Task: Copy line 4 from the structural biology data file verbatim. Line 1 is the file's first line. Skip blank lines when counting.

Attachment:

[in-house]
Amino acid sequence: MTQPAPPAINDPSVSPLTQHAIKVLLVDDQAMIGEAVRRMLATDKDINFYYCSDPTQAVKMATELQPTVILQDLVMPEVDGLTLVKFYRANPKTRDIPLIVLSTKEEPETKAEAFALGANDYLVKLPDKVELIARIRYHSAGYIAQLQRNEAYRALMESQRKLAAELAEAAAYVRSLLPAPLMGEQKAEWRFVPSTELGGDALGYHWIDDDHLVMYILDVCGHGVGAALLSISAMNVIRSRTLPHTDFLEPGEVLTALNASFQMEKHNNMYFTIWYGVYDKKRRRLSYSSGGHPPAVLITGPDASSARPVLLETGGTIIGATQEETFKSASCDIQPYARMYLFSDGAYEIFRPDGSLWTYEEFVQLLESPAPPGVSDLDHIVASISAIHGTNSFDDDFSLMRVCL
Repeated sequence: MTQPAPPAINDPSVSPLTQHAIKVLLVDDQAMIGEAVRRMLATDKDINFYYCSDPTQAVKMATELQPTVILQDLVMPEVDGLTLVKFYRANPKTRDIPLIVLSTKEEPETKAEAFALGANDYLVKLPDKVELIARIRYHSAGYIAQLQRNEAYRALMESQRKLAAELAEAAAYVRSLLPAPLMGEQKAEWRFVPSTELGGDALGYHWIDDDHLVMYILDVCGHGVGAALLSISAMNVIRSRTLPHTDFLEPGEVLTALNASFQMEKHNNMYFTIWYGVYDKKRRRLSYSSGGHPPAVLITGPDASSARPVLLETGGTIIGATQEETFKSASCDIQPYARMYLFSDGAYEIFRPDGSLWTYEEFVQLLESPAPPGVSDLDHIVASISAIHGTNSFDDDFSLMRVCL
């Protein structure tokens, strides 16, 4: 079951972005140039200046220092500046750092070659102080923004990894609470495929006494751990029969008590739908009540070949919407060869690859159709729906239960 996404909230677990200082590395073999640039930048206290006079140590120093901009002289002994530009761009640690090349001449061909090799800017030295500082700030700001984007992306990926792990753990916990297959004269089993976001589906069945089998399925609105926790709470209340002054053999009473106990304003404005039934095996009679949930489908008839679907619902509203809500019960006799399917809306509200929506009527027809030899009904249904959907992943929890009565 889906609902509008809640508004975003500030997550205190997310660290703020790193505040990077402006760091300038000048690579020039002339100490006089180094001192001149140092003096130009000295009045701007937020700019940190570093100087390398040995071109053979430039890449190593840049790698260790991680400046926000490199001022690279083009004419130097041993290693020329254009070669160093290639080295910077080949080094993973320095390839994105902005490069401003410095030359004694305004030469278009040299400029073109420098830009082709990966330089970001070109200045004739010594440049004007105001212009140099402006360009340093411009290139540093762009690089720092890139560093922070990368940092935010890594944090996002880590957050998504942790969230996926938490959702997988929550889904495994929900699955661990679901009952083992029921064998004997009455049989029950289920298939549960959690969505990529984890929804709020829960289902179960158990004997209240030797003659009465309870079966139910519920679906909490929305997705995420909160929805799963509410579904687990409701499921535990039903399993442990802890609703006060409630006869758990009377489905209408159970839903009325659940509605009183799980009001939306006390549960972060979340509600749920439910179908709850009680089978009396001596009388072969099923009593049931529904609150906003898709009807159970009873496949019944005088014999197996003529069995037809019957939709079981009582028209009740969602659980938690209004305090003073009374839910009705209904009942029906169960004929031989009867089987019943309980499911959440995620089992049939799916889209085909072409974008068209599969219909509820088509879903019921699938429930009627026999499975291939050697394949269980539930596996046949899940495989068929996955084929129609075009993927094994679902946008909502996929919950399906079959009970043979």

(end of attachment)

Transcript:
């Protein structure tokens, strides 16, 4: 079951972005140039200046220092500046750092070659102080923004990894609470495929006494751990029969008590739908009540070949919407060869690859159709729906239960 996404909230677990200082590395073999640039930048206290006079140590120093901009002289002994530009761009640690090349001449061909090799800017030295500082700030700001984007992306990926792990753990916990297959004269089993976001589906069945089998399925609105926790709470209340002054053999009473106990304003404005039934095996009679949930489908008839679907619902509203809500019960006799399917809306509200929506009527027809030899009904249904959907992943929890009565 889906609902509008809640508004975003500030997550205190997310660290703020790193505040990077402006760091300038000048690579020039002339100490006089180094001192001149140092003096130009000295009045701007937020700019940190570093100087390398040995071109053979430039890449190593840049790698260790991680400046926000490199001022690279083009004419130097041993290693020329254009070669160093290639080295910077080949080094993973320095390839994105902005490069401003410095030359004694305004030469278009040299400029073109420098830009082709990966330089970001070109200045004739010594440049004007105001212009140099402006360009340093411009290139540093762009690089720092890139560093922070990368940092935010890594944090996002880590957050998504942790969230996926938490959702997988929550889904495994929900699955661990679901009952083992029921064998004997009455049989029950289920298939549960959690969505990529984890929804709020829960289902179960158990004997209240030797003659009465309870079966139910519920679906909490929305997705995420909160929805799963509410579904687990409701499921535990039903399993442990802890609703006060409630006869758990009377489905209408159970839903009325659940509605009183799980009001939306006390549960972060979340509600749920439910179908709850009680089978009396001596009388072969099923009593049931529904609150906003898709009807159970009873496949019944005088014999197996003529069995037809019957939709079981009582028209009740969602659980938690209004305090003073009374839910009705209904009942029906169960004929031989009867089987019943309980499911959440995620089992049939799916889209085909072409974008068209599969219909509820088509879903019921699938429930009627026999499975291939050697394949269980539930596996046949899940495989068929996955084929129609075009993927094994679902946008909502996929919950399906079959009970043979």